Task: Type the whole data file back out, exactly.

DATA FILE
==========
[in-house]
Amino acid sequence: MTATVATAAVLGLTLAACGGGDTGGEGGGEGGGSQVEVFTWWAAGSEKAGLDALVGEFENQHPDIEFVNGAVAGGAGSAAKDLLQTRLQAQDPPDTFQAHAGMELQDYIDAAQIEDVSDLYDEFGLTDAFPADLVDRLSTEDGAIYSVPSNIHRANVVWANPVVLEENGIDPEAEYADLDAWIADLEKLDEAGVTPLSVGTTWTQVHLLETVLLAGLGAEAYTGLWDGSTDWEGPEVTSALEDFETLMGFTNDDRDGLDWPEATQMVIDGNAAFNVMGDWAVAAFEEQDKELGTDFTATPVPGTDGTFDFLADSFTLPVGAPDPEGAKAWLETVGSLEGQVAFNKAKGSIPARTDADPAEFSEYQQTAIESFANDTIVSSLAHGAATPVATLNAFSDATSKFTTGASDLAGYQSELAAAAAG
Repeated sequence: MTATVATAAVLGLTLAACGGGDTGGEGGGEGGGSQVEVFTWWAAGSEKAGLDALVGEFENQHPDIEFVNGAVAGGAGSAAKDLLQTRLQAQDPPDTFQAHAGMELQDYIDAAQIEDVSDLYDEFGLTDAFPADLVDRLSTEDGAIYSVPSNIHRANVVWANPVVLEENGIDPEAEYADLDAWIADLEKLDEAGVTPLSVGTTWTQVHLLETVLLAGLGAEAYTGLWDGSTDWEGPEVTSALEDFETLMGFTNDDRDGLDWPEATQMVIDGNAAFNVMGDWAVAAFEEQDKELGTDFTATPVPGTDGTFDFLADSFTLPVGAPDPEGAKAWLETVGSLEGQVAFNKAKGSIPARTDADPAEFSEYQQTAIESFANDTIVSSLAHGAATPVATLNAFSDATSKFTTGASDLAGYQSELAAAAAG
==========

[in-house]
Amino acid sequence: MTATVATAAVLGLTLAACGGGDTGGEGGGEGGGSQVEVFTWWAAGSEKAGLDALVGEFENQHPDIEFVNGAVAGGAGSAAKDLLQTRLQAQDPPDTFQAHAGMELQDYIDAAQIEDVSDLYDEFGLTDAFPADLVDRLSTEDGAIYSVPSNIHRANVVWANPVVLEENGIDPEAEYADLDAWIADLEKLDEAGVTPLSVGTTWTQVHLLETVLLAGLGAEAYTGLWDGSTDWEGPEVTSALEDFETLMGFTNDDRDGLDWPEATQMVIDGNAAFNVMGDWAVAAFEEQDKELGTDFTATPVPGTDGTFDFLADSFTLPVGAPDPEGAKAWLETVGSLEGQVAFNKAKGSIPARTDADPAEFSEYQQTAIESFANDTIVSSLAHGAATPVATLNAFSDATSKFTTGASDLAGYQSELAAAAAG
Repeated sequence: MTATVATAAVLGLTLAACGGGDTGGEGGGEGGGSQVEVFTWWAAGSEKAGLDALVGEFENQHPDIEFVNGAVAGGAGSAAKDLLQTRLQAQDPPDTFQAHAGMELQDYIDAAQIEDVSDLYDEFGLTDAFPADLVDRLSTEDGAIYSVPSNIHRANVVWANPVVLEENGIDPEAEYADLDAWIADLEKLDEAGVTPLSVGTTWTQVHLLETVLLAGLGAEAYTGLWDGSTDWEGPEVTSALEDFETLMGFTNDDRDGLDWPEATQMVIDGNAAFNVMGDWAVAAFEEQDKELGTDFTATPVPGTDGTFDFLADSFTLPVGAPDPEGAKAWLETVGSLEGQVAFNKAKGSIPARTDADPAEFSEYQQTAIESFANDTIVSSLAHGAATPVATLNAFSDATSKFTTGASDLAGYQSELAAAAAG